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In my code, I need to hash files using a variety of algorithms, including CRC32. Since I'm also using other cryptographic hash functions in the Digest family, I thought it would be nice to maintain a consistent interface for them all.

For the record, I did find digest-crc, a gem which does exactly what I want. The thing is, Zlib is part of the standard library and has a working implementation of CRC32 that I'd like to reuse. Also, it is written in C so it should offer superior performance in relation to digest-crc, which is a pure-ruby implementation.

Implementing Digest::CRC32 actually looked pretty straightforward at first:

%w(digest zlib).each { |f| require f }

class Digest::CRC32 < Digest::Class
  include Digest::Instance

  def update(str)
    @crc32 = Zlib.crc32(str, @crc32)
  end

  def initialize; reset; end
  def reset; @crc32 = 0; end
  def finish; @crc32.to_s; end
end

Everything looks right:

crc32 = File.open('Rakefile') { |f| Zlib.crc32 f.read }
digest = Digest::CRC32.file('Rakefile').digest!.to_i
crc32 == digest
=> true

Unfortunately, not everything works:

Digest::CRC32.file('Rakefile').hexdigest!
=> "313635393830353832"

# What I actually expected was:
Digest::CRC32.file('Rakefile').digest!.to_i.to_s(16)
=> "9e4a9a6"

hexdigest basically returns Digest.hexencode(digest), which works with the value of the digest at the byte level. I'm not sure how that function works, so I was wondering if it is possible to achieve this with just the integer returned from Zlib.crc32.

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What ruby platform are you working on? –  2potatocakes Dec 21 '11 at 21:33
    
@2potatocakes, C Ruby 1.9.3. –  Matheus Moreira Dec 21 '11 at 22:00

3 Answers 3

up vote 3 down vote accepted

Digest is expecting digest to return the raw bytes that make up the checksum, i.e. in the case of a crc32 the 4 bytes that makeup that 32bit integer. However you are instead returning a string that contains the base 10 representation of that integer.

You want something like

[@crc32].pack('V')

to turn that integer into the bytes that represent that. Do go and read up on pack and its various format specifiers - there are lots of ways of packing an integer depending on whether the bytes should be presented in native endian-ness, big-endian, little-endian etc so you should figure out which one matches your needs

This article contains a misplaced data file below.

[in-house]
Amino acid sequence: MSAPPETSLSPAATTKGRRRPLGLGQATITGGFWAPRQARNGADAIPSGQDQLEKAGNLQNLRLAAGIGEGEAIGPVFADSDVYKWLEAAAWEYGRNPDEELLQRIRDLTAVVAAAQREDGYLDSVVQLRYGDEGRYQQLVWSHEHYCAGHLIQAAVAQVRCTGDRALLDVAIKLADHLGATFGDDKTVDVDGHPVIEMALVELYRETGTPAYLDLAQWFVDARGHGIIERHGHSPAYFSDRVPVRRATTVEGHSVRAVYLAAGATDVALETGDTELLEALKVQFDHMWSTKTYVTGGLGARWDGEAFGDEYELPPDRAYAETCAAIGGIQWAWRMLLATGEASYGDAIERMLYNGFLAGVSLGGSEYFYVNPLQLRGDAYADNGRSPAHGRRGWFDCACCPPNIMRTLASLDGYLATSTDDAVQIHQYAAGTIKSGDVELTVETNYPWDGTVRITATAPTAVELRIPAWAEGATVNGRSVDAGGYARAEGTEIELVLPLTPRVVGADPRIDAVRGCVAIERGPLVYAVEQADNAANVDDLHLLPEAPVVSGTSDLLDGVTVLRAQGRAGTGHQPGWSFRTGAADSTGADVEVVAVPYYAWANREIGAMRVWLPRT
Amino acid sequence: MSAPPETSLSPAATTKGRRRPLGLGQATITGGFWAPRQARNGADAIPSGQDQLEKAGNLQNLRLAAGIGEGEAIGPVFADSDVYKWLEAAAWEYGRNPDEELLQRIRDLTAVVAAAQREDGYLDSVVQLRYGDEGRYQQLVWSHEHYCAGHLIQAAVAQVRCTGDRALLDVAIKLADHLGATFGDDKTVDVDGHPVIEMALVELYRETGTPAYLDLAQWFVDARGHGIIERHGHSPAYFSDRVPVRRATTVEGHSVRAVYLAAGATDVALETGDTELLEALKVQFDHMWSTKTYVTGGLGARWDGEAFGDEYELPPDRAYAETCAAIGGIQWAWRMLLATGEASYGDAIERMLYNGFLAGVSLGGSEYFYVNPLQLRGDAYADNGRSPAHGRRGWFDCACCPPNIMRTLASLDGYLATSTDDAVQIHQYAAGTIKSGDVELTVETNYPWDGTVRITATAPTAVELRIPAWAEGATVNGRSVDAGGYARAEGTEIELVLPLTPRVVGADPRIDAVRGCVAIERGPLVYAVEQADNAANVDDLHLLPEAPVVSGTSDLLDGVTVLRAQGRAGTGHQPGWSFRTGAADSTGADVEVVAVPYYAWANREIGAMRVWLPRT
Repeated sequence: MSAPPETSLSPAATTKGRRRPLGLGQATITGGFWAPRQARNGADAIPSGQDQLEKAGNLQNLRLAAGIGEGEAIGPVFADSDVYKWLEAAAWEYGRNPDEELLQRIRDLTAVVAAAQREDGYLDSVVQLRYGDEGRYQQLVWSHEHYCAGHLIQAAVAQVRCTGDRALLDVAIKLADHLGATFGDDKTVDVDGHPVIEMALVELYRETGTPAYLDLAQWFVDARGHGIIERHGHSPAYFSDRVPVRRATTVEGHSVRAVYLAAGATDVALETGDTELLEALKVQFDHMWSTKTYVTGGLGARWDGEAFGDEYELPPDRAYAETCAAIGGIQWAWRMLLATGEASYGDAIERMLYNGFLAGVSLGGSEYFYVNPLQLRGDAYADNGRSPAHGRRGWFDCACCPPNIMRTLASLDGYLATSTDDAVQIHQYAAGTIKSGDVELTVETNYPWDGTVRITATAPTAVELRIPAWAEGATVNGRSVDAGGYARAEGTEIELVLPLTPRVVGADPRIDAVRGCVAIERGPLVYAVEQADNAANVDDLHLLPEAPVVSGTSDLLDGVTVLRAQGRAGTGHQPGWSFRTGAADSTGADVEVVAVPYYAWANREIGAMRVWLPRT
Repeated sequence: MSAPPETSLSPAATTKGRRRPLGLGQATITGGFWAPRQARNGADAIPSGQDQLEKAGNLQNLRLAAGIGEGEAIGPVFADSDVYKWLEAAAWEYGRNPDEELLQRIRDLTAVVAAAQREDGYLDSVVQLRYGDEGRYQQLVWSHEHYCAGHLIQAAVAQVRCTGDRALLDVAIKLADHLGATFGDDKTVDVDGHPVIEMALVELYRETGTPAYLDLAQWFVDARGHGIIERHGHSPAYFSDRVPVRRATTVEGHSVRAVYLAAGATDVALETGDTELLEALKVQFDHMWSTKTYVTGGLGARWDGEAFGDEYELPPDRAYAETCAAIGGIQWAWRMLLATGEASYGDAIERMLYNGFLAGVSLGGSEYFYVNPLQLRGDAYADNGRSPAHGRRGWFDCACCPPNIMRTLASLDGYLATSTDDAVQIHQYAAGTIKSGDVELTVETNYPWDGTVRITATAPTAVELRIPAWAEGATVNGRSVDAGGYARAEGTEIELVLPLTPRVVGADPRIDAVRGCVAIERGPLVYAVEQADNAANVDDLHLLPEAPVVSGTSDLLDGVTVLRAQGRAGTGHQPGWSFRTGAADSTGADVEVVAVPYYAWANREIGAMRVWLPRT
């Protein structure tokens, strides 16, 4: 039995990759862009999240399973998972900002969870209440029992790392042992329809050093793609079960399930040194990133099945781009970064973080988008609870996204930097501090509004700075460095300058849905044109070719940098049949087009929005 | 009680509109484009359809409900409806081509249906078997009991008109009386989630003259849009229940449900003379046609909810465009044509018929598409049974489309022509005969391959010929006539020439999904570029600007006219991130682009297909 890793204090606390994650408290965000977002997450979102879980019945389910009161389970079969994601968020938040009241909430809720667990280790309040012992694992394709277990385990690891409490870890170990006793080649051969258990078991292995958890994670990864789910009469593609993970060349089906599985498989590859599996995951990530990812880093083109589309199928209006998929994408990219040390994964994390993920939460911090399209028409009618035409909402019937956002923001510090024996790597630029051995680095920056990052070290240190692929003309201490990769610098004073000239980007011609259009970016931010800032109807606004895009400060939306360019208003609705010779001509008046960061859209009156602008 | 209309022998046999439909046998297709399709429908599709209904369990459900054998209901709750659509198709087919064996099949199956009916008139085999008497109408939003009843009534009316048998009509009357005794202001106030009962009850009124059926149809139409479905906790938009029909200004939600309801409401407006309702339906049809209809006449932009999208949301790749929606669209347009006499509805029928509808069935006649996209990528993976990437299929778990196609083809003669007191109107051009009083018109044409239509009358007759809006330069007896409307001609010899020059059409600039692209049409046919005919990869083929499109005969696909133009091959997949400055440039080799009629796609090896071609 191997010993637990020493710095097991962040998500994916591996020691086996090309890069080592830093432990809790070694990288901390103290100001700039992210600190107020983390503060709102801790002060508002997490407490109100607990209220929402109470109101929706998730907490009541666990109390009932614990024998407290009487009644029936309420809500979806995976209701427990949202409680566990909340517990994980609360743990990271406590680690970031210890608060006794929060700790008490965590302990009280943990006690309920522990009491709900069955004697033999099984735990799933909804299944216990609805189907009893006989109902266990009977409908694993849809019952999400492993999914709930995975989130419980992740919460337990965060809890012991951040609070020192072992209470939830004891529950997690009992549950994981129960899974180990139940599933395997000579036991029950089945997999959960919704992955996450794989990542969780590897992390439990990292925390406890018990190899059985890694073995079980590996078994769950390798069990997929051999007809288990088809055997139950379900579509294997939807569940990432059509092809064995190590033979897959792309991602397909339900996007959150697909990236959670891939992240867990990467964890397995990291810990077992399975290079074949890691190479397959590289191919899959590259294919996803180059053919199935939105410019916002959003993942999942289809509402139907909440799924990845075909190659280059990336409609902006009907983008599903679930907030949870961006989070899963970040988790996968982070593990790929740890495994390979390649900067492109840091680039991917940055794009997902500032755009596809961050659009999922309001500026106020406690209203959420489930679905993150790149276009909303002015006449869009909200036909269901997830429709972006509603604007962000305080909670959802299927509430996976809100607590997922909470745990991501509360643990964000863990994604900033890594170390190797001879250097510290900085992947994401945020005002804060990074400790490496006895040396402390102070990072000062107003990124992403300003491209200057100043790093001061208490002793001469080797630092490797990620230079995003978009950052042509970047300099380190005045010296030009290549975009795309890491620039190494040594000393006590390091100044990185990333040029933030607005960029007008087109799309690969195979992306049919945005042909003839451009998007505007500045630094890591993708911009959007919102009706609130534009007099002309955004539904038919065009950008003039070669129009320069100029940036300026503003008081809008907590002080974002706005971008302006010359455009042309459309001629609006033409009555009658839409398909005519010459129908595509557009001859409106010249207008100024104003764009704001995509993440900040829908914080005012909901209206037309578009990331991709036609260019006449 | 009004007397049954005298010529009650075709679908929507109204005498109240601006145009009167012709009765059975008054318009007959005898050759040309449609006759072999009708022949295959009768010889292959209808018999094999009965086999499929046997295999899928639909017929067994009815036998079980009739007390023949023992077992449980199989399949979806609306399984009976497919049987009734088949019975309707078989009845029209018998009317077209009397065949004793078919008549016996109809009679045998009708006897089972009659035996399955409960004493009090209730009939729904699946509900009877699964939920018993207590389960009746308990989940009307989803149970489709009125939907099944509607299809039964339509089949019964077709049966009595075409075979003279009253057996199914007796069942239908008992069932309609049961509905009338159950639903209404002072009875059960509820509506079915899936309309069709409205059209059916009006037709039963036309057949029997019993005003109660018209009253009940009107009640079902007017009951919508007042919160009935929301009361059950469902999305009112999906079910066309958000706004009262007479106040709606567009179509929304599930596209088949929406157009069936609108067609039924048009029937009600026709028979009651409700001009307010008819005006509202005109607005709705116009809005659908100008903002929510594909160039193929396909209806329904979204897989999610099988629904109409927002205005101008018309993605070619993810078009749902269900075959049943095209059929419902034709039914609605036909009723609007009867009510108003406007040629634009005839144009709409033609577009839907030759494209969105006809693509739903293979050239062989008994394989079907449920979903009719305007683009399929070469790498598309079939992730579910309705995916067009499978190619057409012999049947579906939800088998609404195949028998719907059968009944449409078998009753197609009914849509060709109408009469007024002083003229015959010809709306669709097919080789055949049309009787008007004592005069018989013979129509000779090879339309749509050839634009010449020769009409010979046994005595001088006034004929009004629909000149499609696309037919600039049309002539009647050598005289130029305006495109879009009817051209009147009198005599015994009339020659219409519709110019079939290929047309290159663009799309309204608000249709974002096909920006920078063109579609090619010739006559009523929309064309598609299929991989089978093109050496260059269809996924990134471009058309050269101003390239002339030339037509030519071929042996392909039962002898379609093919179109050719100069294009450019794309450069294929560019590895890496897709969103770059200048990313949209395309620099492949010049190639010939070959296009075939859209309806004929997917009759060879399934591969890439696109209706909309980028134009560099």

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1  
I used [@crc32].pack('N') to get my version of Digest::CRC32.file(filename) to work as expected. –  Bryan Rehbein Sep 17 '12 at 0:35

Sorry this doesn't really answer your question but it might help..

Firstly, when reading in a file, make sure you pass the "rb" parameter. I can see you're not on windows but if by chance your code does end up getting ran on a windows machine your code won't work the same, especially when reading ruby files in. Example:

crc32 = File.open('test.rb') { |f| Zlib.crc32 f.read }
#=> 189072290
digest = Digest::CRC32.file('test.rb').digest!.to_i
#=> 314435800
crc32 == digest
#=> false

crc32 = File.open('test.rb', "rb") { |f| Zlib.crc32 f.read }
#=> 314435800
digest = Digest::CRC32.file('test.rb').digest!.to_i
#=> 314435800
crc32 == digest
#=> true

The above will work across all platforms and all rubies.. that I know of.. But that's not what you asked..

I'm pretty sure the hexdigest and digest methods in your above example are working as they should though..

dig_file = Digest::CRC32.file('test.rb')

test1 = dig_file.hexdigest
#=> "333134343335383030"

test2 = dig_file.digest
#=> "314435800"

def hexdigest_to_digest(h)
  h.unpack('a2'*(h.size/2)).collect {|i| i.hex.chr }.join
end

test3 = hexdigest_to_digest(test1)
#=> "314435800"

So I'm guessing either the .to_i.to_s(16) is throwing off your expected result or your expected result may possibly be wrong? Not sure, but all the best

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You're onto something there; I think the answer is the opposite of that: digest to hexdigest. I tried something with unpack before to try to force base 16 but really I had no idea what I was doing. I still don't understand it. –  Matheus Moreira Dec 21 '11 at 23:33
    
digest outputs the "correct" checksum because it just returns what the finish method returns. In reality, it should return a binary string suitable for Digest.hexencode, which should encode the bytes in hexadecimal. So yeah, it seems both my methods are broken. :) –  Matheus Moreira Dec 21 '11 at 23:40

It works just fine, make sure to always use the network byte order, like this:

def finish; [@crc32].pack('N'); end
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